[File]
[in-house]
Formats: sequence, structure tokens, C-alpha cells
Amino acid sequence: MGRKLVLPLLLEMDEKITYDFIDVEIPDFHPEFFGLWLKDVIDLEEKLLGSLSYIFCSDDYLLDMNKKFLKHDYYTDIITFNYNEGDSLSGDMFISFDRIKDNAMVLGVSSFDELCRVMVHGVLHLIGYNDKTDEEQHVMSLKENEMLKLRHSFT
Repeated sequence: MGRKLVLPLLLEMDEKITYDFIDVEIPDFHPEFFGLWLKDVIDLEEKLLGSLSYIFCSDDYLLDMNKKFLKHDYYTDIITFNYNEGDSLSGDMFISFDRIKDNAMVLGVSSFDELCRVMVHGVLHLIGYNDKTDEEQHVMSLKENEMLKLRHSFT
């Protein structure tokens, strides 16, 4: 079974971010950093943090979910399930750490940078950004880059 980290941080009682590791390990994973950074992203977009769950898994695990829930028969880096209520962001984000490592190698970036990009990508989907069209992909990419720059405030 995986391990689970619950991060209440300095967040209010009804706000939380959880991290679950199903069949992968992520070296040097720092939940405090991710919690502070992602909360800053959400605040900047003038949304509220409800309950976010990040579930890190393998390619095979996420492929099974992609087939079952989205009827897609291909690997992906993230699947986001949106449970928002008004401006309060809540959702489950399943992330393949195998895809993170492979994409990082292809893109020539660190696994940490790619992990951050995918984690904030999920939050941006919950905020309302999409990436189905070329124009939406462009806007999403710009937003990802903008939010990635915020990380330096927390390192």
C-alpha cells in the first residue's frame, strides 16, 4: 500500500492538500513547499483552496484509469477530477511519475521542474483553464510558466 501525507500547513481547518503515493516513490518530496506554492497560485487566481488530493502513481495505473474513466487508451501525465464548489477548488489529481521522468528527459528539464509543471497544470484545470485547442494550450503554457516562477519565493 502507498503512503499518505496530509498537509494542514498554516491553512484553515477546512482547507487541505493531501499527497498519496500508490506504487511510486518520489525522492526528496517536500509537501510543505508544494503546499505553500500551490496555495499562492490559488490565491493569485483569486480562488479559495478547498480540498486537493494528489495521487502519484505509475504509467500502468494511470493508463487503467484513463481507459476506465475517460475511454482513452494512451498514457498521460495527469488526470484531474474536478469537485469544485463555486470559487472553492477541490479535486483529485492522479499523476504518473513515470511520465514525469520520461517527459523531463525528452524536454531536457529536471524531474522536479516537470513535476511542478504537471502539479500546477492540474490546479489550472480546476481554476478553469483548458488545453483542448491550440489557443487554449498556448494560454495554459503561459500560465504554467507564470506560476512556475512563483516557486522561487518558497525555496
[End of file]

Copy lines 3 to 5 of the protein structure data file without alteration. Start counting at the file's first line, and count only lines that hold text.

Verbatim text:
Amino acid sequence: MGRKLVLPLLLEMDEKITYDFIDVEIPDFHPEFFGLWLKDVIDLEEKLLGSLSYIFCSDDYLLDMNKKFLKHDYYTDIITFNYNEGDSLSGDMFISFDRIKDNAMVLGVSSFDELCRVMVHGVLHLIGYNDKTDEEQHVMSLKENEMLKLRHSFT
Repeated sequence: MGRKLVLPLLLEMDEKITYDFIDVEIPDFHPEFFGLWLKDVIDLEEKLLGSLSYIFCSDDYLLDMNKKFLKHDYYTDIITFNYNEGDSLSGDMFISFDRIKDNAMVLGVSSFDELCRVMVHGVLHLIGYNDKTDEEQHVMSLKENEMLKLRHSFT
């Protein structure tokens, strides 16, 4: 079974971010950093943090979910399930750490940078950004880059 980290941080009682590791390990994973950074992203977009769950898994695990829930028969880096209520962001984000490592190698970036990009990508989907069209992909990419720059405030 995986391990689970619950991060209440300095967040209010009804706000939380959880991290679950199903069949992968992520070296040097720092939940405090991710919690502070992602909360800053959400605040900047003038949304509220409800309950976010990040579930890190393998390619095979996420492929099974992609087939079952989205009827897609291909690997992906993230699947986001949106449970928002008004401006309060809540959702489950399943992330393949195998895809993170492979994409990082292809893109020539660190696994940490790619992990951050995918984690904030999920939050941006919950905020309302999409990436189905070329124009939406462009806007999403710009937003990802903008939010990635915020990380330096927390390192």